Is Your Leave Policy In Writing? It Should Be

Every employer wants to provide its staff with the work-life balance that will boost morale and increase productivity. Offering various leave packages, including vacation and sick leave, is a great place to start. But there’s more to providing your team with a little rest and relaxation than just a number. Leave policies can be complicated, and in order to protect your business, you need to have it in writing. Sentech Services will review key elements of common leave policies and discuss the importance of documenting the details.

Writing a Comprehensive Policy

Asides from writing your leave policy and distributing it to employees, you need to be sure the rules for taking leave are well documented. This protects you as an employer and your staff as well. Cover all possible contingencies and make the written policy as clear as possible so people know what they’re eligibility. Document everything that needs to be included by starting with the obvious areas like total vacation availability and how it accrues.

Add in the more complex details, like whether an employee can use vacation before it has been accrued, what sort of notice is required prior to taking leave, how soon notice needs to be given and what happens if an employee doesn’t use all of their accrued vacation. Other issues that may require clarification include documentation of how a decision to approve or deny a request for leave is made, how rules will be enforced, the priority of leave requests, how much vacation can be banked, roll-over rules and whether the employer has to pay for unused vacation time.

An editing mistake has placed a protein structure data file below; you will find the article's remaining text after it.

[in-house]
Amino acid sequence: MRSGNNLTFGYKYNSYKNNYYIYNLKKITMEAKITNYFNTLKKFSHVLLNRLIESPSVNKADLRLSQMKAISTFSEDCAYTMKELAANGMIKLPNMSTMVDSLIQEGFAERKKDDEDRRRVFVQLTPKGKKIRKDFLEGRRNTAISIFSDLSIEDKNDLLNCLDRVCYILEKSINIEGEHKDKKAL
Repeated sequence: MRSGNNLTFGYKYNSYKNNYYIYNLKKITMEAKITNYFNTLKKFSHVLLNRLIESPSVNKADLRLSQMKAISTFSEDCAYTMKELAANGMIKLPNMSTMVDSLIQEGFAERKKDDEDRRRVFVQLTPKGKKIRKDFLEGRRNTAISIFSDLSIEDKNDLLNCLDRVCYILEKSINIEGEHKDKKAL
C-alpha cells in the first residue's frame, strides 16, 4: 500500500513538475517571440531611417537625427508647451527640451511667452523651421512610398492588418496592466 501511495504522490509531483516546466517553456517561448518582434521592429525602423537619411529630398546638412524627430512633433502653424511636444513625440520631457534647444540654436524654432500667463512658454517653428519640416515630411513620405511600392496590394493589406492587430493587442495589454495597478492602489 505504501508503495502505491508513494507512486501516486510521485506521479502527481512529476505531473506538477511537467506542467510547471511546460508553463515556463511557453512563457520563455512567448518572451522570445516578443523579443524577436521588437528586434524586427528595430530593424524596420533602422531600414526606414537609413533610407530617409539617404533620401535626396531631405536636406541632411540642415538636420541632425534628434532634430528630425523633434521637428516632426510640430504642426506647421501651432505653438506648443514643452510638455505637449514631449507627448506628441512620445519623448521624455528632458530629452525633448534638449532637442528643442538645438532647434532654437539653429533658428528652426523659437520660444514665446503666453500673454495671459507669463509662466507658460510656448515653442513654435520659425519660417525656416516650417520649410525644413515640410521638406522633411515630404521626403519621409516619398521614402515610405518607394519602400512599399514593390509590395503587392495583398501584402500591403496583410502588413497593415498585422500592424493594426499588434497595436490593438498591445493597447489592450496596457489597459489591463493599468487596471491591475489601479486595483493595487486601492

Legal Compliance

Each detail of your leave policy can have a unique impact on your business. For example, the common “use-it-or-lose-it” policy, or one where employers are required to pay employees for leave that they have accrued but have not used. In these cases, you will want to make sure your policy is in compliance with state laws. Some states require employers to pay employees for accrued but unused leave. Vacation time in particular is considered to be a form of financial compensation in these states, and accrued leave must be cashed out when an employee quits or is fired.

The following states have laws which govern the pay for unused vacation time: California, Illinois, Indiana, Louisiana, Maryland, Massachusetts, Michigan, Montana, Nebraska, New York, North Carolina, North Dakota, Ohio, Oregon, Rhode Island, West Virginia and Wyoming. If you fall under the jurisdiction of any of these states, it is important to research the relevant laws and make sure your leave policy is in line with state requirements.

Partner with a Leader in Industrial Staffing Services

For more advice on how to attract high-quality talent to your business, consider reaching out to the recruiting experts at Sentech Services today. With staffing agencies in Detroit, Port Huron and Fort Wayne, we can help your company meet any of its industrial staffing needs.

Sentech_CTA_ContactSentechToday

 

 

Leave a Reply

  • (will not be published)